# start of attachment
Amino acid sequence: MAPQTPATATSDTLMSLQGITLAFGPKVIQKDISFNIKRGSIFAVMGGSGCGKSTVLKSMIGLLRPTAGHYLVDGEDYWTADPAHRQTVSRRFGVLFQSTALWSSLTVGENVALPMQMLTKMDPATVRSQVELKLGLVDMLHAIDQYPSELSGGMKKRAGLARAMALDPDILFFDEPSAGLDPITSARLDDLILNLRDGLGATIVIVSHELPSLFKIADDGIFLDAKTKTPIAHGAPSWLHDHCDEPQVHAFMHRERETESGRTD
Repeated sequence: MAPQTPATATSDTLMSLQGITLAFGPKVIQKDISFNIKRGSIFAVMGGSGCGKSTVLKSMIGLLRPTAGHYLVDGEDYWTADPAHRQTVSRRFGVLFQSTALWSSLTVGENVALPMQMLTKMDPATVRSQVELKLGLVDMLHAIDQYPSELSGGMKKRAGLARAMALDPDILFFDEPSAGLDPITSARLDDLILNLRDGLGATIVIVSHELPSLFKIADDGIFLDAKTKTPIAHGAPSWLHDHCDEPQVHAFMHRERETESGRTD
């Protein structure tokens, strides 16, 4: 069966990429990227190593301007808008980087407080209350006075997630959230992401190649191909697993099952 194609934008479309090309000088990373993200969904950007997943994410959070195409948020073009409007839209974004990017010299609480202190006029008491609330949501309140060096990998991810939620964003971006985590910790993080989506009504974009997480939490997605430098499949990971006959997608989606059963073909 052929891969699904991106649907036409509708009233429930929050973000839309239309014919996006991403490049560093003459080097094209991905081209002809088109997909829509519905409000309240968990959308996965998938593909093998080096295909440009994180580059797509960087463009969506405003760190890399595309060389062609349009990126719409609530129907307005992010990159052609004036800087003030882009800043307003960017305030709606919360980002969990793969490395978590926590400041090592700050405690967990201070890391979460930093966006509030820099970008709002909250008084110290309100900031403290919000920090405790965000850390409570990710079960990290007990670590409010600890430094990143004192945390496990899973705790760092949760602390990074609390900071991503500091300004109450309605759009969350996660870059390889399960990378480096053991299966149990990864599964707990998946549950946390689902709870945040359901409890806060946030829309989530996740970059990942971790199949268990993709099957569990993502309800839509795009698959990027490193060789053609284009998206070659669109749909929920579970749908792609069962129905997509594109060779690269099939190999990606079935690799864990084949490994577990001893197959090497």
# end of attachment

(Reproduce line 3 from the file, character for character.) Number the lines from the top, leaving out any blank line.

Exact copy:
């Protein structure tokens, strides 16, 4: 069966990429990227190593301007808008980087407080209350006075997630959230992401190649191909697993099952 194609934008479309090309000088990373993200969904950007997943994410959070195409948020073009409007839209974004990017010299609480202190006029008491609330949501309140060096990998991810939620964003971006985590910790993080989506009504974009997480939490997605430098499949990971006959997608989606059963073909 052929891969699904991106649907036409509708009233429930929050973000839309239309014919996006991403490049560093003459080097094209991905081209002809088109997909829509519905409000309240968990959308996965998938593909093998080096295909440009994180580059797509960087463009969506405003760190890399595309060389062609349009990126719409609530129907307005992010990159052609004036800087003030882009800043307003960017305030709606919360980002969990793969490395978590926590400041090592700050405690967990201070890391979460930093966006509030820099970008709002909250008084110290309100900031403290919000920090405790965000850390409570990710079960990290007990670590409010600890430094990143004192945390496990899973705790760092949760602390990074609390900071991503500091300004109450309605759009969350996660870059390889399960990378480096053991299966149990990864599964707990998946549950946390689902709870945040359901409890806060946030829309989530996740970059990942971790199949268990993709099957569990993502309800839509795009698959990027490193060789053609284009998206070659669109749909929920579970749908792609069962129905997509594109060779690269099939190999990606079935690799864990084949490994577990001893197959090497």